Bartenfelder detective spies on Howard CAMPAIGN 1994

September 21, 1994|By Larry Carson | Larry Carson,Sun Staff Writer Sun staff writer Dan Thanh Dang contributed to this article.

The race for Baltimore County's 6th District council seat has gone undercover.

Democratic challenger Joseph Bartenfelder hired a detective last month to spy on incumbent William A. Howard IV and his family. He said he wanted to prove that the Republican chairman of the County Council lives in his wife's Harford County townhouse and not in the Carney townhouse that he lists as his home.

Mr. Howard denied the charge.

"I am a resident of Baltimore County," Mr. Howard said yesterday, criticizing Mr. Bartenfelder for "sinking to the level of having my wife and kids followed. This is a very dangerous individual. If he were a decent person he would have called me. He decided to play J. Edgar Hoover."

"He's trying to deceive the public," Mr. Bartenfelder said yesterday of the incumbent. "As far as I'm concerned, you reside where you sleep."

The county charter requires council members to live in their districts and says that any member who moves away during a term automatically is out of office.

Mr. Bartenfelder, a member of the House of Delegates who lives in Perry Hall, said he believes that Mr. Howard doesn't qualify for his seat.

To prove his contention, Mr. Bartenfelder hired Courtney Holt, a Bel Air private detective, whose operatives shadowed Mr. Howard and his family during most of August.

Mr. and Mrs. Howard said yesterday that they maintain separate residences and that Mr. Howard legally resides in a rented townhouse in the Carney section of Baltimore County.

He said he spent more nights than usual at the Harford County home in Abingdon last month because his wife had noticed "someone snooping around," and was fearful. They have two children, age 2 years and 10 months.

Two neighbors of the Carney townhouse in Baltimore County said yesterday that they believe Mr. Howard lives there. They said they see Mr. Howard there frequently, and his wife and children less often.

Robert T. Schwaderer Jr., 42, said Mr. Howard is around almost every day.

Two neighbors of the Abingdon home in Harford County said they rarely see Mr. Howard, but they see his wife and children more often.

"For the past three weeks, I've been feeling that someone's been following me," Mrs. Howard said. "This was a horrifying experience."

She said she spoke to a man at 6 a.m. one day after seeing him with a videotape camera in front of her home. He offered a lame explanation of his presence, she said.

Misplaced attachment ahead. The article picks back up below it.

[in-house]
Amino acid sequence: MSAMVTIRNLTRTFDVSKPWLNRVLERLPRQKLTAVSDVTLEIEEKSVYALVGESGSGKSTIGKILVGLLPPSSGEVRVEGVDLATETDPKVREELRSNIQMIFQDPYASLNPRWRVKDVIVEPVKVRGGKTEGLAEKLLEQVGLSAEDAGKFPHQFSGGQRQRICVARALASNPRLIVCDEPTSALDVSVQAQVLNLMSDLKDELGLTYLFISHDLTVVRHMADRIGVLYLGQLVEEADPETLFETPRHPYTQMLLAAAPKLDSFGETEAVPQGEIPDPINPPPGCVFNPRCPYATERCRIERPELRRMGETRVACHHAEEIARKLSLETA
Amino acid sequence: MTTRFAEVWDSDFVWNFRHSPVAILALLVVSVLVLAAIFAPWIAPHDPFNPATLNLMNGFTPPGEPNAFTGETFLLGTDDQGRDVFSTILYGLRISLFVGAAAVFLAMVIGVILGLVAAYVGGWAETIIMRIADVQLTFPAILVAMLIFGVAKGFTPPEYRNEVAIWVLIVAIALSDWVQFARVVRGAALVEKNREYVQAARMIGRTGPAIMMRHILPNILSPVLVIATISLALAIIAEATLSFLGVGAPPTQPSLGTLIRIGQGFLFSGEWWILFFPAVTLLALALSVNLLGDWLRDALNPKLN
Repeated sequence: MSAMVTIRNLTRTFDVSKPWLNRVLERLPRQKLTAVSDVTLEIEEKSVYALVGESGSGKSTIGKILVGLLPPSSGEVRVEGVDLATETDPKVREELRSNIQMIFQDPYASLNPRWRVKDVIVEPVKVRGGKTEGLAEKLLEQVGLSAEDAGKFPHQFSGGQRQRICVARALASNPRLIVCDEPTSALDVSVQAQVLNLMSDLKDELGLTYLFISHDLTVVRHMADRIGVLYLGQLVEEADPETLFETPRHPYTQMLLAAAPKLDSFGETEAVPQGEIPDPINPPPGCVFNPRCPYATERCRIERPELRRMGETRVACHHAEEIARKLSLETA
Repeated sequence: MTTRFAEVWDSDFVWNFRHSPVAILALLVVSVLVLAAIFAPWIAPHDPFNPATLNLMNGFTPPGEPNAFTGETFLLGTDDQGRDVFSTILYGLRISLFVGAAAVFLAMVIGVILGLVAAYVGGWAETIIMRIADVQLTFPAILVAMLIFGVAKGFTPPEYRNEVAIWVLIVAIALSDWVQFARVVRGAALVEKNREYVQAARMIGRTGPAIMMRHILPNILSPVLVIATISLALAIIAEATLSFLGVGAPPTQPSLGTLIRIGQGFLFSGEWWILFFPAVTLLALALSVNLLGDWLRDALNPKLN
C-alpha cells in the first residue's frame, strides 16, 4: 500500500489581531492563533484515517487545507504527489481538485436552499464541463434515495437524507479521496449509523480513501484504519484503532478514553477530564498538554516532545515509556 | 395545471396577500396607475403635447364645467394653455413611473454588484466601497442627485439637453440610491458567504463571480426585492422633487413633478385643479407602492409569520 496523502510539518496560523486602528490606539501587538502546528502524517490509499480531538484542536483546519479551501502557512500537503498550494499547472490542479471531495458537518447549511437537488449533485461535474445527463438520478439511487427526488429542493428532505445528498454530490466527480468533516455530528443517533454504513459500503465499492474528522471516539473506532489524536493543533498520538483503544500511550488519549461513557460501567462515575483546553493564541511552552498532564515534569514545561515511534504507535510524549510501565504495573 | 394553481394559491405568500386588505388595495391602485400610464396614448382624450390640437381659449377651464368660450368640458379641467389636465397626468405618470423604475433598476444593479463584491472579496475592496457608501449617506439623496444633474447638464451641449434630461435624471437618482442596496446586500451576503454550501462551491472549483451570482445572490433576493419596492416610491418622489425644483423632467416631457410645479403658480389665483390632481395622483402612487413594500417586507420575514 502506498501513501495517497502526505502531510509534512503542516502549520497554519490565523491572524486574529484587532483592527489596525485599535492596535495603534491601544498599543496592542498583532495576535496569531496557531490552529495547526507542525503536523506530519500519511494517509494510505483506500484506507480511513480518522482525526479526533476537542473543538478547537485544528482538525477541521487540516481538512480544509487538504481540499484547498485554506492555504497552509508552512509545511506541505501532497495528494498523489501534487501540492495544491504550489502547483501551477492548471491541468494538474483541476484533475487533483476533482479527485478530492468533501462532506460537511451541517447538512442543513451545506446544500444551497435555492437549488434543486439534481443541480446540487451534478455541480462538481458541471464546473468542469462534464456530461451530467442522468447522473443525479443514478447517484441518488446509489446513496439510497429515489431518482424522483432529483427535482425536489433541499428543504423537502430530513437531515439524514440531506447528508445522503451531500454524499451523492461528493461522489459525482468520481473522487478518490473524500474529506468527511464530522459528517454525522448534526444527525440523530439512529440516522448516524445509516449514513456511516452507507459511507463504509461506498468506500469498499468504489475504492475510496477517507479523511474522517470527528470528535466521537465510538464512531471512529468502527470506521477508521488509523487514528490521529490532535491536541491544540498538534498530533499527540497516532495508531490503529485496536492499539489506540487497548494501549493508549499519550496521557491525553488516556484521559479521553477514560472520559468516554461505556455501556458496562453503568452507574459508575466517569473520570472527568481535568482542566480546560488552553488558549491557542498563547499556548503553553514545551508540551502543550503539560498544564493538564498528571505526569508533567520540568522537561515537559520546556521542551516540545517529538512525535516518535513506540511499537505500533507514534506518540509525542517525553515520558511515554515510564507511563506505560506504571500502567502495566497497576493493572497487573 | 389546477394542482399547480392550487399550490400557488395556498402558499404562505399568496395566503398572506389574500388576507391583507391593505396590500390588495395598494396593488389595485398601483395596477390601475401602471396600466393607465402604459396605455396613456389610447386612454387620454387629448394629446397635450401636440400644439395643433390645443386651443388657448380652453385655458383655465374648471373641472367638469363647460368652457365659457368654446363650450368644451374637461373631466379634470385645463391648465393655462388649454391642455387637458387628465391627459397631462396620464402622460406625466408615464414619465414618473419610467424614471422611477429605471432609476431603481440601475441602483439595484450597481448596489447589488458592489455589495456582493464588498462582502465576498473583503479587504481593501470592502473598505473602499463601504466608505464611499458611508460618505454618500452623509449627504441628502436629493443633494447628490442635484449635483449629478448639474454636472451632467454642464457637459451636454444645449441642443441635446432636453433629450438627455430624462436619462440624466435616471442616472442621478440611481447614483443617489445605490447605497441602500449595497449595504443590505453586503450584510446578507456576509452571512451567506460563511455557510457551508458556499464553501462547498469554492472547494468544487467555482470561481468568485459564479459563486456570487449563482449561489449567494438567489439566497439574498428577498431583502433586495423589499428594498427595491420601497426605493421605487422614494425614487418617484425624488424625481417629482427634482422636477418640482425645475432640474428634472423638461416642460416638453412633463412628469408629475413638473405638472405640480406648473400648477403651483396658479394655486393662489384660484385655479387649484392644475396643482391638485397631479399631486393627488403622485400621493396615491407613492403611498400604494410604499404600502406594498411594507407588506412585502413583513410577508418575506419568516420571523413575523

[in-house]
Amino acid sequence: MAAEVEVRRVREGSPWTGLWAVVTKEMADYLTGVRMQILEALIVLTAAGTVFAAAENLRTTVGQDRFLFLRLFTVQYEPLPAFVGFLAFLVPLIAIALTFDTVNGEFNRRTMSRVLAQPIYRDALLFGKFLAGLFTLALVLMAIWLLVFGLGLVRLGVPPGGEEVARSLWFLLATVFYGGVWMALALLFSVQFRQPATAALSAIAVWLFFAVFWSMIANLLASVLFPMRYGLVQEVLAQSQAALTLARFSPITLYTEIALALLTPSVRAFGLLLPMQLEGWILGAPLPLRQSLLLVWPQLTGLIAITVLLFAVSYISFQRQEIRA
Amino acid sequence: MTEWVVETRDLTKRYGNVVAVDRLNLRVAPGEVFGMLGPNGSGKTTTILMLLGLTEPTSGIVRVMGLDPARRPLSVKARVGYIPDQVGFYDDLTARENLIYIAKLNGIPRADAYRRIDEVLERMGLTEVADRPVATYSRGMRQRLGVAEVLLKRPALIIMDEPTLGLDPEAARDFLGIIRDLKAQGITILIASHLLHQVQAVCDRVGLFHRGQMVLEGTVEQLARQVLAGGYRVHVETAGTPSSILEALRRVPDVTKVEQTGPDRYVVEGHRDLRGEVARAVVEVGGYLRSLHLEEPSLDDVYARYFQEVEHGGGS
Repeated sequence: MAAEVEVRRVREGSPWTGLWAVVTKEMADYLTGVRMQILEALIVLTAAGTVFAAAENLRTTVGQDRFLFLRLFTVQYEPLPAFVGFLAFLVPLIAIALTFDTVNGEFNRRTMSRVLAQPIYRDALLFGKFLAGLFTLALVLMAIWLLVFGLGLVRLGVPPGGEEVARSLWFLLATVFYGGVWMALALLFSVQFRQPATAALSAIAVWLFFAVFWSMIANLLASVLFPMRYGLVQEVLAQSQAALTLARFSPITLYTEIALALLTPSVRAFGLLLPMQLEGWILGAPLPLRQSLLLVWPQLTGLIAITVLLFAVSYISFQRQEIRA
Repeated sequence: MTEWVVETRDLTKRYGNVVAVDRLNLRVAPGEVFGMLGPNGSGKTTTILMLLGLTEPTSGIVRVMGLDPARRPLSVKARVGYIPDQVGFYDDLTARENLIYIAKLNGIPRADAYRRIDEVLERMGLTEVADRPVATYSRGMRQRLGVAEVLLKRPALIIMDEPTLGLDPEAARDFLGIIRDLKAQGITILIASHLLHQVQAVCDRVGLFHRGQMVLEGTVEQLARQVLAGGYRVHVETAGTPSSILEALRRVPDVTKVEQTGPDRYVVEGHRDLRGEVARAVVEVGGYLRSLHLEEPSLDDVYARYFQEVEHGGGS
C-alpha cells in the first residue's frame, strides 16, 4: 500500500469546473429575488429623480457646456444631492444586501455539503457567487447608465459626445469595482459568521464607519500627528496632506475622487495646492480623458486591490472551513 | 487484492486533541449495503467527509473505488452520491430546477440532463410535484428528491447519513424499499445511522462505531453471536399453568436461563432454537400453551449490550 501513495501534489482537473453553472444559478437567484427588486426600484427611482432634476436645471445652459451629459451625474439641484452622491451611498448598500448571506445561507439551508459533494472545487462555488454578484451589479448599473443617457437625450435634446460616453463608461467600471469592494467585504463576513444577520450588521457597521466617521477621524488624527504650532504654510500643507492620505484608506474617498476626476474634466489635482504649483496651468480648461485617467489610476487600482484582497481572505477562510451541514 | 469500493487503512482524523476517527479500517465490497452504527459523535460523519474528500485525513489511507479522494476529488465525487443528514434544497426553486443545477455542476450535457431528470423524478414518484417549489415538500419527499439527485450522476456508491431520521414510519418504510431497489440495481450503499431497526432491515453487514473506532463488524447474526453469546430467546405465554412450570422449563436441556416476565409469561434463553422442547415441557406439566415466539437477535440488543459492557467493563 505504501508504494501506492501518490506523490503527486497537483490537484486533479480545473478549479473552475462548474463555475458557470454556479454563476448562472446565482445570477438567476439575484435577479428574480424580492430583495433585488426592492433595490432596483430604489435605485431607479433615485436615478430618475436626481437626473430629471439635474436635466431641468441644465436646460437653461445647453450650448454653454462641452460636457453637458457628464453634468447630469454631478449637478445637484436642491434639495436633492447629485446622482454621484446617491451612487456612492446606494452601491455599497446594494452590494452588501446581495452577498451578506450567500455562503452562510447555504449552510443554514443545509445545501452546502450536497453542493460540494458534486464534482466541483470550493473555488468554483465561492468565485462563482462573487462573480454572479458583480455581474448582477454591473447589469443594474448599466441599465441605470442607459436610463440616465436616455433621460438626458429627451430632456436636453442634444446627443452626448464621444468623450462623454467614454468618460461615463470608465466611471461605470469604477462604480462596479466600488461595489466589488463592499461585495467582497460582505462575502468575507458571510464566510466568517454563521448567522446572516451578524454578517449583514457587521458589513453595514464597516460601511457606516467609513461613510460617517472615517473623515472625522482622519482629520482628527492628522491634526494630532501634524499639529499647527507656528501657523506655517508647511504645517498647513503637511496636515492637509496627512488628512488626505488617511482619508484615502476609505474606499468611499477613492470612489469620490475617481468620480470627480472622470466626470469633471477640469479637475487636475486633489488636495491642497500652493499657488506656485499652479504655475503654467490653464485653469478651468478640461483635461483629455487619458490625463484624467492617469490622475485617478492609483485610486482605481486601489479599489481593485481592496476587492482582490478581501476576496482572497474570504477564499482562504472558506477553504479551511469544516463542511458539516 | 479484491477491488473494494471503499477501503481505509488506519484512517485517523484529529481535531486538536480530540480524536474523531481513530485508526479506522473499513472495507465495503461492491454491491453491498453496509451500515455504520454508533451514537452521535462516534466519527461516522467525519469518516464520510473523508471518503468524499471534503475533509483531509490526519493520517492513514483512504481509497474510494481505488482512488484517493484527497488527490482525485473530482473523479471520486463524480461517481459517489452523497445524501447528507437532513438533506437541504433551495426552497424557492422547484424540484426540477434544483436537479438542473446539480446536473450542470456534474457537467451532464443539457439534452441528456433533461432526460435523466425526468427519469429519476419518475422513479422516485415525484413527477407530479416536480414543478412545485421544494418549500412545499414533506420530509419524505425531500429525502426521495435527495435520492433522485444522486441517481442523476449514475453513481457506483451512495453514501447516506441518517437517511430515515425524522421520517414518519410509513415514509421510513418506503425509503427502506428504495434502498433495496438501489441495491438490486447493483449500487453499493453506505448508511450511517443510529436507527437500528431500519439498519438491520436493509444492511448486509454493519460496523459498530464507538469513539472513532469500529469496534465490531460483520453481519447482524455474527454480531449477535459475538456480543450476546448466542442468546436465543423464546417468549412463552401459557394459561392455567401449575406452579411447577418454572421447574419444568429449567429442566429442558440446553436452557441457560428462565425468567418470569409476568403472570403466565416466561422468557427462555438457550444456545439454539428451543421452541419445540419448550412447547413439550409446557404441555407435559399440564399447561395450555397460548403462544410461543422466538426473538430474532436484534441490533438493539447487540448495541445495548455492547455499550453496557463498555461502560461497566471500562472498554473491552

"We have nothing to hide," she said.

"Bill lives in Baltimore County. That's the cost of politics."

W. Michael Seganish, a Towson lawyer and campaign manager for Mr. Bartenfelder, said the Howards were not followed by the detective. "He didn't follow anyone around," Mr. Seganish said. "All we did was monitor the house. He [Mr. Howard] is a very naive young man who thinks that voters will buy that cockamamie story. I don't think he understands what we have against him."

Both Howards said that Carmel la Runci-Howard, a nurse, bought her home in 1987 when she was single. After marrying Mr. Howard in August 1991, she found the recession had reduced the value of her home and she couldn't sell it for a profit.

Since Mr. Howard is required by county charter to live in Baltimore County, he kept an apartment and later moved to Carney, they said. They said they have baby equipment in both places and stay in both, depending on convenience.

"She bought that house on her own," Mr. Howard said. "I'm not going to force her to sell her house at a price she didn't want to." Mrs. Howard said she improved the home and didn't want to rent it for fear that renters would damage it.

The Howards said they hope to eventually be able to afford to move to a larger dwelling for the whole family.

Mr. Seganish said the private detective's report showed that Mr. Howard was at the Abingdon house with his wife and children on 13 nights in August, and that he was videotaped coming out of the house with his 2-year-old son the morning of Aug. 17, shortly after his wife left with their baby in a separate car.

The detective's agents visited the Carney house several times, Mr. Seganish said, and each time Mr. Howard was not there.

The detective concluded that "Mr. William A. Howard IV's home residence is with his wife and children" at the Harford County residence.

"His wife and kids live there and he stays there with her," Mr. Bartenfelder said. "The whole thing down here is bogus -- just a front, a mail drop."

All parties agreed that Mr. Howard's address is listed in Carney with the state Motor Vehicle Administration, while Mrs. Howard's address is listed in Harford County.

Mr. Howard said he files income taxes from his Carney address. He said his council job, his small real estate business and his own residence are in Baltimore County.

Mary Lunden, the Maryland assistant attorney general who advises state elections officials, said Mr. Bartenfelder can challenge Mr. Howard's residency through his voting registration, which would require the county elections board to hold a hearing, or he could go straight to Circuit Court.

A 1984 attorney general's opinion lists 20 criteria by which to judge legal domicile.

These include voting registration, MVA registration, tax filings, business dealings, property ownership, employment, banking and business dealings, mail deliveries, frequency of visits and where the person is best known.

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